After the Olympic Games in Munich, Zeravica left the national team and started to build a great Partizan team. Dalipagic was the first piece in the puzzle. In 1973, Kicanovic joined in and one of the best Yugoslavian basketball duos ever was born. The successor in the national team to Zeravica was Mirko Novosel, his assistant. For the Barcelona EuroBasket of 1973, Novosel started a revolution: aside from the veterans like Cosic, Rato Tvrdic, Solman, Jelovac and Plecas, he called Dalipagic, Kicanovic, Jerkov, Dragan Ivkovic, Marovic and Moka Slavnic, already a veteran at 24 whom Zeravica didn't count on. The outcome was spectacular: the first gold medal in a EuroBasket and the start of an era that would peak with the gold medal at the 1980 Olympics in Moscow. The core of this brilliant team was formed by Cosic (1948), Slavnic (1949), Dalipagic (1951) and Kicanovic (1953). As can be seen, they are not from the same generation, but they connected on court. They played in four different positions and they only needed a fifth man to form an unstoppable starting five. Usually, the fifth man was center Zeljko Jerkov.
Owner of 12 medals
When distributing roles, Praja had always the toughest one: scoring as much as possible. He started in Barcelona in 1973 with an average of 8 points per game. In Belgrade 1975 he had 12.1. Then came Montreal 1976 (18.2 ppg.), Belgium 1977 (19.8), Manila 1978 (22.4) and Turin 1979 (14.0), Moscow 1980 (24.4), Prague 1981 (17.0), Columbia 1982 (18.1), Nantes 1983 (18.3), Los Angeles 1984 (21.9) and Madrid 1986 (16.2). During his 13 years at the national team, in the three great competitions, he won 12 medals: 5 golds, 3 silvers and 4 bronzes. He played 246 games and scored 3,700 points, 400 more than second in line Kicanovic and 520 more than the third, Cosic. Only Cosic has more medals than Dalipagic, 14. His record in the national team was the 46 points scored against Romania in 1976, the second best mark ever in the team only surpassed by Drazen Petrovic and his 47 points against The Netherlands in 1986.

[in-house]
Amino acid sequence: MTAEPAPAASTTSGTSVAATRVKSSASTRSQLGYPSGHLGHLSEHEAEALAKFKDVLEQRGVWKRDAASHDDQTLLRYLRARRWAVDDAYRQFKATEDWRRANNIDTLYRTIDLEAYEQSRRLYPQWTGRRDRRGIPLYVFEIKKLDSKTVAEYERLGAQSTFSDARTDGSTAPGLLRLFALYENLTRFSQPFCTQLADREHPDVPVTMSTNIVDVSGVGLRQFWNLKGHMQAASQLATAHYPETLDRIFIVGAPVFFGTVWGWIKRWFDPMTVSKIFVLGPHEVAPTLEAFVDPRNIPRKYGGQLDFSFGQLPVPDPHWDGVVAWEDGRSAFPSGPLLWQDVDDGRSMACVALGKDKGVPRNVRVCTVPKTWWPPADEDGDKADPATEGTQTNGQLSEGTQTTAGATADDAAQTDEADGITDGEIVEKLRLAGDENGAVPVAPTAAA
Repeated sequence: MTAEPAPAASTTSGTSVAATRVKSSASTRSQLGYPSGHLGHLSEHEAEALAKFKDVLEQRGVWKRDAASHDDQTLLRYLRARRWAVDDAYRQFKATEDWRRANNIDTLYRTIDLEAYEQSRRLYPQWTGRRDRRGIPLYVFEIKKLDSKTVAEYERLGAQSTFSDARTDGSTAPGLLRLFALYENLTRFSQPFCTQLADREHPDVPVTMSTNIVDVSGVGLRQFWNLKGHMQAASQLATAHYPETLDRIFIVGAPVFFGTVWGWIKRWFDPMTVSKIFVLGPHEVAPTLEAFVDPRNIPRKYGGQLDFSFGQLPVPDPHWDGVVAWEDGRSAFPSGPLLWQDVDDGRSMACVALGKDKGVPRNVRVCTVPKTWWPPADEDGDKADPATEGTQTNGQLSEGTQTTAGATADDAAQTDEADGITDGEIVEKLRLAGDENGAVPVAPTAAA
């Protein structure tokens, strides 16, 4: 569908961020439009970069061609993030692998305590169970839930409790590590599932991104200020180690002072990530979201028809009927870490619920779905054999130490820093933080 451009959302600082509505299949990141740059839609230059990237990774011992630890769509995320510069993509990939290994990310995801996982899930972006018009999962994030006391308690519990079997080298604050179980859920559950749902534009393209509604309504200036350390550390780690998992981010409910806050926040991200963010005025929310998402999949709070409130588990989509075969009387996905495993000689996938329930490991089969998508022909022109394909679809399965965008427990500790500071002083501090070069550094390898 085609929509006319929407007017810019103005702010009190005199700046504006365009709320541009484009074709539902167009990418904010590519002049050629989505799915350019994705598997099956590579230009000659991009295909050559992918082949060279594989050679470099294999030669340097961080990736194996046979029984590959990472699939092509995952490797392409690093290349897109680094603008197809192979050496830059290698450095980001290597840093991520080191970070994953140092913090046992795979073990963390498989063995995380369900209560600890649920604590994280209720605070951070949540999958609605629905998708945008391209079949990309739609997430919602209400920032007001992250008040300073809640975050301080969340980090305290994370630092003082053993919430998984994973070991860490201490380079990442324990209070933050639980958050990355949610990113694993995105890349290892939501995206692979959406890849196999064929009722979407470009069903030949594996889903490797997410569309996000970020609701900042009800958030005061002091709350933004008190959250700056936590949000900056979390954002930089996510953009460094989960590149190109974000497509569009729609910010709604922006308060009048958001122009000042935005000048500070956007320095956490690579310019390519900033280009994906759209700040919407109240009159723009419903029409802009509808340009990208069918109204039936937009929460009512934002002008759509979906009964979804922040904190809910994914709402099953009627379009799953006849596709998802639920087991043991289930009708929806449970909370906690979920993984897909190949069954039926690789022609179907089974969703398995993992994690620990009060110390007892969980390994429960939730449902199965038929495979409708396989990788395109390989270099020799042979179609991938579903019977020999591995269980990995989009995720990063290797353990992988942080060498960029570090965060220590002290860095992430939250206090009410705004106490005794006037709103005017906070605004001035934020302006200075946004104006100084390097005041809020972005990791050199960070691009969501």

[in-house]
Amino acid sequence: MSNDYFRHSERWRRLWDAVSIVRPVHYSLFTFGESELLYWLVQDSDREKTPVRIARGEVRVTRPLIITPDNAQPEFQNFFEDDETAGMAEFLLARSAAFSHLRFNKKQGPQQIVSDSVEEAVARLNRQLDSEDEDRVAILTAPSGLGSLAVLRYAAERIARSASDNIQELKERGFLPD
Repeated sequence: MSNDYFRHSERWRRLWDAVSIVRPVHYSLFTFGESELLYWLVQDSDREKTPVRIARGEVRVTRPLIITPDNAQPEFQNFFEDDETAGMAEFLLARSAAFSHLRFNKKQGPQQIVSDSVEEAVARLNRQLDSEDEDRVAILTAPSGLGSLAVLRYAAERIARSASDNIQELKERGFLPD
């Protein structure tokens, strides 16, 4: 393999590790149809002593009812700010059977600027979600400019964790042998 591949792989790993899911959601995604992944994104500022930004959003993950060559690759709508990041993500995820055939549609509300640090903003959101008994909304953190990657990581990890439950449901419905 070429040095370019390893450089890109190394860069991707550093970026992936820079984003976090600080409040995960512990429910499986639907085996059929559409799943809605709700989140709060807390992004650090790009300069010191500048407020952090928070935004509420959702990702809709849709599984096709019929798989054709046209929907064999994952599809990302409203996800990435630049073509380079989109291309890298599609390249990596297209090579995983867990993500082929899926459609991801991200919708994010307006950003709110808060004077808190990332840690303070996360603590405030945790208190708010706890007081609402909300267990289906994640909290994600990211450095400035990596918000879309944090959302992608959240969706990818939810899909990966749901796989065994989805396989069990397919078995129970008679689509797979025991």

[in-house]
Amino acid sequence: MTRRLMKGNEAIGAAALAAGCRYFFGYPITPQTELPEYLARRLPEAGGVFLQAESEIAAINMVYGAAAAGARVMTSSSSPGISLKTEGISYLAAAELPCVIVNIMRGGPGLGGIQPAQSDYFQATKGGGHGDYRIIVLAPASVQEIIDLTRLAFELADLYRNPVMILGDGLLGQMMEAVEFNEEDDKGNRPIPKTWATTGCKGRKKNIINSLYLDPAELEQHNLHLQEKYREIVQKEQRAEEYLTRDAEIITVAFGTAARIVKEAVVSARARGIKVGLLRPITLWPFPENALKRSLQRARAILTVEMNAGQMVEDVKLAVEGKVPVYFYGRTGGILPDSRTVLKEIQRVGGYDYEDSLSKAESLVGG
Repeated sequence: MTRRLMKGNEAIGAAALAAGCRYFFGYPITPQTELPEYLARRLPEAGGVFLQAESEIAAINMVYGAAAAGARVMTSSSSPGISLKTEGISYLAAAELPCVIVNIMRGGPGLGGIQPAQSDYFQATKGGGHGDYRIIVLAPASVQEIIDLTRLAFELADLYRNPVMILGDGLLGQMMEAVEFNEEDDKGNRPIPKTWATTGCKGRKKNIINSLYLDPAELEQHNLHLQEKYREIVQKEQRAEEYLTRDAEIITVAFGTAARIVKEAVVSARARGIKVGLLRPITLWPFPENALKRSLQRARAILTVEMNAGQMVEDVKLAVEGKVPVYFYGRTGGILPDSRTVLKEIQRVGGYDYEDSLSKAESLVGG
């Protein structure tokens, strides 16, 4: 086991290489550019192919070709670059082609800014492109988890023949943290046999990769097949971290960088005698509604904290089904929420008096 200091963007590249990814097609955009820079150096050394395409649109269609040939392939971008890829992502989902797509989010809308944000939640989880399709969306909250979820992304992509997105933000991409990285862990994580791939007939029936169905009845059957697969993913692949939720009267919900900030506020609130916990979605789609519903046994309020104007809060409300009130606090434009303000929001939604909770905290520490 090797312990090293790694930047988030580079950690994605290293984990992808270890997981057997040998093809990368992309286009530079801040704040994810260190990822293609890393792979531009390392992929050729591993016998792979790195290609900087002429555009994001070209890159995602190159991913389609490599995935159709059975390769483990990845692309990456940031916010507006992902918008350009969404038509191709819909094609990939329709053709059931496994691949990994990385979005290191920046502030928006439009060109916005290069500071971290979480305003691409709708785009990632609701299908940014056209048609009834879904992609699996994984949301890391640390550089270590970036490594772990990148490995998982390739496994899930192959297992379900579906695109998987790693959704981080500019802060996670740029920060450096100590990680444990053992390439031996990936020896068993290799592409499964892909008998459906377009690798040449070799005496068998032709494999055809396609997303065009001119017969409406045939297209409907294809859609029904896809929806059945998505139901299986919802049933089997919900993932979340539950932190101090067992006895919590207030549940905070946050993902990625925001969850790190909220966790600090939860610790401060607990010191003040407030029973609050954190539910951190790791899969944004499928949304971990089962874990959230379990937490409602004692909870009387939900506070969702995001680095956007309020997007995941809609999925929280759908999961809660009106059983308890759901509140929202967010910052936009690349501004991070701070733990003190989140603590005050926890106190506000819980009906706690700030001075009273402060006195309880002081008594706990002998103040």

In his 10 years at Partizan, he played a total of 305 games, scored 8,278 points (27.1 ppg.) and won two leagues, one cup and one Korac Cup in 1976. He also played in Italy for Venezia, Udine and Verona, totaling 241 games with 7,993 points and 47.1% three-point shooting. He was top scorer in the Lega three times with averages of 30.8, 36.5 and 36.3 points per game. On January 25, 1987, playing for Venezia against Virtus Bologna (107-102) he scored... 70 points! In Venezia, in the second division, his average in the 1981-82 season was... 42.9 points! In the 1982-83 season he played for Real Madrid, but only in the European League. In that team he met fellow Bosnian Mirza Delibasic.
At 39, he accepted the call from his great friend Moka Slavnic, coach of Crvena Zvezda, for the 1990-91 season and he didn't disappoint. He scored 321 points and his three-point average was 38%. The players that achieved more than him that season are an esteemed group: Arian Komazec of Zadar was the best scorer (645), Zarko Paspalj of Partizan second (576), Toni Kukoc third (438) and the best shooters from downtown were Zeljko Obradovic of Partizan (58.5%) and Velimir Perasovic of Jugoplastika (50%).
Dalipagic could have been the first European in the NBA. After the Montreal Olympics in 1976, where Yugoslavia lost the final to the USA, the Boston Celtics called Praja. He spent two weeks in their summer camp and convinced everyone, but signing for an NBA team would mean losing his "amateur" status, which would deprive him of playing with Yugoslavia in FIBA competitions. It was too big a sacrifice for such a patriotic player. I think that, because of his playing style, his physical strength, his scoring and rebounding abilities he would have been able to play in the NBA without a doubt. The European pioneers (Marciulionis, Divac, Volkov, Petrovic) confirmed the European potential some 10 years later. His greatness was recognized when Dalipagic was inducted into the Naismith Memorial Basketball Hall of Fame on September 10, 2004. FIBA did the same on September 12, 2007. After all, he was named the European player of the year three times (1977, 1978 and 1980)!
After his great career, Paja coached Gorizia of Italy for several years, and then was sports director in some humble teams of Belgrade, but more recently he has been living away from basketball. His son Davorin followed his footsteps and was a pro in Portugal, Italy, Cyprus and even played for Partizan for a short stint. But the weight of his name was too big despite him being a fine player.
Because his father was too great.